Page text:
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Le Figaro, France

Russian Diversionary Tactic or Way out of the Crisis?


By Laure Mandeville

Translated By Clare Durif

9 September 2013

Edited by Brent Landon


France - Le Figaro - Original Article (French)

In a dramatic turn of events, the Russians have just pulled an initiative out of their diplomatic hat which is aimed at stopping the possible American strikes on Syria. They are calling for Syria’s stock of chemical weapons to be placed under international control so that they can then be destroyed under external supervision, specifying moreover that Damascus must join the international Convention on the Prohibition of Chemical Weapons. The proposal was announced by the Russian Foreign Minister Sergey Lavrov and immediately welcomed by the Syrian government. Is it simply a Russian diversionary tactic, aimed at stirring up trouble and raising doubts among the members of Congress, at a time when they are weighing up the pros and cons of the limited military action demanded by Obama? Or have the Russians decided to force the hand of their Syrian ally, in the hope of being seen as a “savior” and mediator? Are they in the process of creating an escape route for an America which does not want a new intervention, even if it is flaunting it?

Having had their fingers burnt by the Russian game over Syria, which until now has stood out by its total cynicism, the Americans remain very cautious even as they reacted positively to Moscow’s proposal. The presidential adviser Ben Rhodes announced that the White House would pay the greatest attention to this proposal but would also remain very suspicious considering Moscow’s bias for Assad’s regime. “We're highly skeptical of the credibility of the Syrian regime,” noted the president’s spokesman Jay Carney regarding its willingness to allow U.N. inspectors to examine its chemical weapons stockpile, however. “But this is a very early stage,” he added. Presidential adviser Ben Rhodes, for his part, affirmed, “I think that we will just have to follow up with them,” specifying, however, that “what we don’t want to have is another stalling exercise where the Syrians don’t follow through on commitments.”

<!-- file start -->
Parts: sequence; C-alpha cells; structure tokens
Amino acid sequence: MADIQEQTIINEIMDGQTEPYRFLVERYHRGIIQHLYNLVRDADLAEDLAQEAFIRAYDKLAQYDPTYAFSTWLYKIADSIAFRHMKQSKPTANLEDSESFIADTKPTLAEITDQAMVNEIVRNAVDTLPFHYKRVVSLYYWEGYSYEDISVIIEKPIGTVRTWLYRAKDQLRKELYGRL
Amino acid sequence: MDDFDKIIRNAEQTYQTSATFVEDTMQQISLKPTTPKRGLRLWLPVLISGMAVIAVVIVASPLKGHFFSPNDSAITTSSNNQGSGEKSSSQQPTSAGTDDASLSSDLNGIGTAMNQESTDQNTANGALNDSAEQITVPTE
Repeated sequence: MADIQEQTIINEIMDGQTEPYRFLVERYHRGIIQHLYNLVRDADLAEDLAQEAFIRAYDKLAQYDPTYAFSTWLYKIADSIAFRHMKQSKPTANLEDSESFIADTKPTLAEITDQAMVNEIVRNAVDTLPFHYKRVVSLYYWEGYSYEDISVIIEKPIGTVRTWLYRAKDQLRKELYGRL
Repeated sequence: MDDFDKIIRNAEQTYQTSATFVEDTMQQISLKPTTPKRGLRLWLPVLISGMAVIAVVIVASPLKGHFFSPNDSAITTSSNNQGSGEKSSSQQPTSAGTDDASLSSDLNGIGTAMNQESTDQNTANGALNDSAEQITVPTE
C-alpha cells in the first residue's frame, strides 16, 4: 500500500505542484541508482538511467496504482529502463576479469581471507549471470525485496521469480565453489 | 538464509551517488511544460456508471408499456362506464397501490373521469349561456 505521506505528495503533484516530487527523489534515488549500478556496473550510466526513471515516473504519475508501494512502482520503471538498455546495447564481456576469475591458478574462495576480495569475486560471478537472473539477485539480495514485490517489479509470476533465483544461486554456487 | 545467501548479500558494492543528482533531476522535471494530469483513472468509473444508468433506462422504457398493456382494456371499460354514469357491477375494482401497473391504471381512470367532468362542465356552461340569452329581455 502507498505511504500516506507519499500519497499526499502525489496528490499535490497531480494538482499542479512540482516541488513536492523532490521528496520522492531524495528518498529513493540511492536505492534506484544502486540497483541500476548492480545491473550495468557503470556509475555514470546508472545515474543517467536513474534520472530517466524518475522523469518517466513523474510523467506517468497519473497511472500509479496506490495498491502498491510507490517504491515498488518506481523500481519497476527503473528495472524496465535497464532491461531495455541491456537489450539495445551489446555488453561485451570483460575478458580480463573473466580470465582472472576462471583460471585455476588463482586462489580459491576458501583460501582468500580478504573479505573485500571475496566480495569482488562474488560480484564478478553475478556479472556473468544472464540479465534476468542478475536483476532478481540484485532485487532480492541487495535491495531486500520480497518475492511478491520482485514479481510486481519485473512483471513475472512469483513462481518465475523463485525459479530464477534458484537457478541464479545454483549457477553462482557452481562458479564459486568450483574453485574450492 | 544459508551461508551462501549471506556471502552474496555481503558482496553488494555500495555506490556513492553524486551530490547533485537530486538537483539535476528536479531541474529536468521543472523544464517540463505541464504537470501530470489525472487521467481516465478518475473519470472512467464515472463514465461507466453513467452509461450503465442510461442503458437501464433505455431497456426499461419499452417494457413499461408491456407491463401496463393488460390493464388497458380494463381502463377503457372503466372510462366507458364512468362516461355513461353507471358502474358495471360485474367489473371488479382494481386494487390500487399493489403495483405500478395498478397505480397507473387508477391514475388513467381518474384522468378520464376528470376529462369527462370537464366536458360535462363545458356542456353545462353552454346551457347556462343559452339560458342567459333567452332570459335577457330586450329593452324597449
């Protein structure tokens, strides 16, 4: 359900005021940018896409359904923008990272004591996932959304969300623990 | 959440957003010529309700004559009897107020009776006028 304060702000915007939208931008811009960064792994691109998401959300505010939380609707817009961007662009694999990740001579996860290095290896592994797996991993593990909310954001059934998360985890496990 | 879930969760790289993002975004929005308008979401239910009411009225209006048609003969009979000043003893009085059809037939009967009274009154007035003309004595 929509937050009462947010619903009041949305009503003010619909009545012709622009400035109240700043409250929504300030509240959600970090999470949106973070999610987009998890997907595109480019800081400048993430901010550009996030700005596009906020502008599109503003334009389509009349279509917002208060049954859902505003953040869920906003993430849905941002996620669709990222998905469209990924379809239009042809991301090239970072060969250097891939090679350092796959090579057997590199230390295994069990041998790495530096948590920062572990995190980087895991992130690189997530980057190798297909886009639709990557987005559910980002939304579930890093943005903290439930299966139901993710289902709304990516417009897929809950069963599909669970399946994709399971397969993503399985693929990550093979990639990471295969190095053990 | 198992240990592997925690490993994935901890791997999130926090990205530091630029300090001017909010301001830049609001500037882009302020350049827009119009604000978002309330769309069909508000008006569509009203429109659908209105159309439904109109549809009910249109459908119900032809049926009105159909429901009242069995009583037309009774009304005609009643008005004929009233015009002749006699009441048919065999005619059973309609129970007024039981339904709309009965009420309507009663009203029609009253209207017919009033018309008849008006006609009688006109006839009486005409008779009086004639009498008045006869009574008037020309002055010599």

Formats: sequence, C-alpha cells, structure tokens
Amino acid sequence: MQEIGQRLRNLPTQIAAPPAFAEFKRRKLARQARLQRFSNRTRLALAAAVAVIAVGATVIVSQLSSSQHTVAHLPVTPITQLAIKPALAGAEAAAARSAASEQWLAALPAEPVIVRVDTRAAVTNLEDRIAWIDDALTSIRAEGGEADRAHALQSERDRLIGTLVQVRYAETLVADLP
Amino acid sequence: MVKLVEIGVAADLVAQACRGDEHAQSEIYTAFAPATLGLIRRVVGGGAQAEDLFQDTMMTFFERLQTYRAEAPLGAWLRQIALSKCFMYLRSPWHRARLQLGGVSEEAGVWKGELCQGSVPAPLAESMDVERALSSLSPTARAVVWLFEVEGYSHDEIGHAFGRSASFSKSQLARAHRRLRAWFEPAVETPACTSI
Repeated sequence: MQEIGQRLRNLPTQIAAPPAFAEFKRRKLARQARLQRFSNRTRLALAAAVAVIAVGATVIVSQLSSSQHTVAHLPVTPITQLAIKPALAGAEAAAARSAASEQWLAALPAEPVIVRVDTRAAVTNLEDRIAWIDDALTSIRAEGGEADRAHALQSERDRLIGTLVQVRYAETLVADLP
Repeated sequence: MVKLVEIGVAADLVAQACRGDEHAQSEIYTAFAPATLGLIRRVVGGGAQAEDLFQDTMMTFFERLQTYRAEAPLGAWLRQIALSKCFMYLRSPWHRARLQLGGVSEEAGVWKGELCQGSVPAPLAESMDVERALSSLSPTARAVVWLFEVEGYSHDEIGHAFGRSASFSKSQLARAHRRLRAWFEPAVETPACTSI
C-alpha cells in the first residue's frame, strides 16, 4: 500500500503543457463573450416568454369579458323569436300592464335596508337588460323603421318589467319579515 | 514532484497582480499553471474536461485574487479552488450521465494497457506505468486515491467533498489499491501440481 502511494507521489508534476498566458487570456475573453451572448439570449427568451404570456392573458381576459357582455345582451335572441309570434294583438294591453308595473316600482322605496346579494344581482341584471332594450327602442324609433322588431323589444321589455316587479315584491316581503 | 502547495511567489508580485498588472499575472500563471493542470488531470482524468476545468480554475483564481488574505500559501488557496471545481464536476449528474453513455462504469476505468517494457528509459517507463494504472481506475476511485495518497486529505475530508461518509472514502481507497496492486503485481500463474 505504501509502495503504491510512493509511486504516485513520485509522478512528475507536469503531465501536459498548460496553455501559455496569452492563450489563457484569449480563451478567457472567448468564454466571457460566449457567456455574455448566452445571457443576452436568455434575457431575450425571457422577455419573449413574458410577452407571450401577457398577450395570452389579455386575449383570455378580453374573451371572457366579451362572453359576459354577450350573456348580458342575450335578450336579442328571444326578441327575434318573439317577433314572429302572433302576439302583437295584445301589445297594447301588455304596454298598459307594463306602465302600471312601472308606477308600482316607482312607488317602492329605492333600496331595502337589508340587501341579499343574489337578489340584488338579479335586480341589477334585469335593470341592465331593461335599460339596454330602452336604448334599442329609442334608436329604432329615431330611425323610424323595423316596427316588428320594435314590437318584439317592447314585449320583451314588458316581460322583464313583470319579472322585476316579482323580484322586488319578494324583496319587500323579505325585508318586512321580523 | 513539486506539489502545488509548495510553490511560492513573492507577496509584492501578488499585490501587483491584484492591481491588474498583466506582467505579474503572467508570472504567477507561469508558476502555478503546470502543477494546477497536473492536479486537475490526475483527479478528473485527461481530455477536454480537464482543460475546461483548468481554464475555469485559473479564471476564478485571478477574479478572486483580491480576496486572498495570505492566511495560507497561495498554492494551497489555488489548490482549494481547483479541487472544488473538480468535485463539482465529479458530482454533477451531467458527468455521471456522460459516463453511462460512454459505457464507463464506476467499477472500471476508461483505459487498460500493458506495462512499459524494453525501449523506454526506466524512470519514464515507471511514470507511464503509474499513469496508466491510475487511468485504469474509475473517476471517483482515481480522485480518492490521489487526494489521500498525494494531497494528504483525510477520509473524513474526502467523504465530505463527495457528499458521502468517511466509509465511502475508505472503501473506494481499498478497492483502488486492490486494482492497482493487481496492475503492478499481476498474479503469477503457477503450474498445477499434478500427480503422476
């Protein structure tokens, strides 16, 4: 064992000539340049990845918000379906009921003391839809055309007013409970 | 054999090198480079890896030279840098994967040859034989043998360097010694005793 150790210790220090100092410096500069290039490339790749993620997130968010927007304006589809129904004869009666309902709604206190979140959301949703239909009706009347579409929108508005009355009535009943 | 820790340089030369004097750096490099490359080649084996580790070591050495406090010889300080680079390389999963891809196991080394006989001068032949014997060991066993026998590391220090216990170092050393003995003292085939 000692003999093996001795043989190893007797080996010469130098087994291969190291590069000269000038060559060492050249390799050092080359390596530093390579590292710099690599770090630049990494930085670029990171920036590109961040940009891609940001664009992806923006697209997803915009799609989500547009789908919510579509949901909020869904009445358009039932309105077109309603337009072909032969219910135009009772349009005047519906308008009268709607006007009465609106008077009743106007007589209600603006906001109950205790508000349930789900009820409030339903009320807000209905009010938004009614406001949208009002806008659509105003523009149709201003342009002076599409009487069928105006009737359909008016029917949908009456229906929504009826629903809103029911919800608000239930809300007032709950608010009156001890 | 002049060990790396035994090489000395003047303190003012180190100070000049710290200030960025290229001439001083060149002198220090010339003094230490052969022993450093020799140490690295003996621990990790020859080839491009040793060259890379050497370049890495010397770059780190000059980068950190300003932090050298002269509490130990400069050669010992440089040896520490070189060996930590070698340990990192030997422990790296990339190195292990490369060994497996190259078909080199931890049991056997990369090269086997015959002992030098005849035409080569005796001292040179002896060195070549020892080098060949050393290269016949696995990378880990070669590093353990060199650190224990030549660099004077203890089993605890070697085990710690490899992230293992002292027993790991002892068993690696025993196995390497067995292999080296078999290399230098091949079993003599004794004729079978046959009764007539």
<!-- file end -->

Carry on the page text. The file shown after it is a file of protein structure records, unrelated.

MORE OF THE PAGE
Rhodes added that this proposal would not prevent the administration from submitting its request for military action to Congress, letting it be understood that the two actions would be mutually reinforced. But it was the first time that a possible alternative scenario to the strikes was taking shape. It would have the advantage of providing Obama, who has been under strong pressure to abandon military intervention, with an honorable way out, as he could talk up the effectiveness of threatening to use force. As for Russia, it would be an opportunity to restore its reputation, tarnished by its role of stalling all action in Syria by the Security Council for two years.

Hillary Clinton, who on Monday talked publicly about Syria for the first time since leaving the State Department, spoke of the Russian proposal as “an important step.” But, she warned, “This cannot be another excuse for delay or obstruction.”

The Russians have captured the anti-interventionist mood which hangs over Congress. Their proposal comes just as two Democrat senators — Joe Manchin from West Virginia and Heidi Heitkamp from North Dakota — have concocted a resolution which calls for giving Bashar al-Assad 45 days to become a signatory of the international Chemical Weapons Convention and which insists that Obama wait 45 days before any potential strike.



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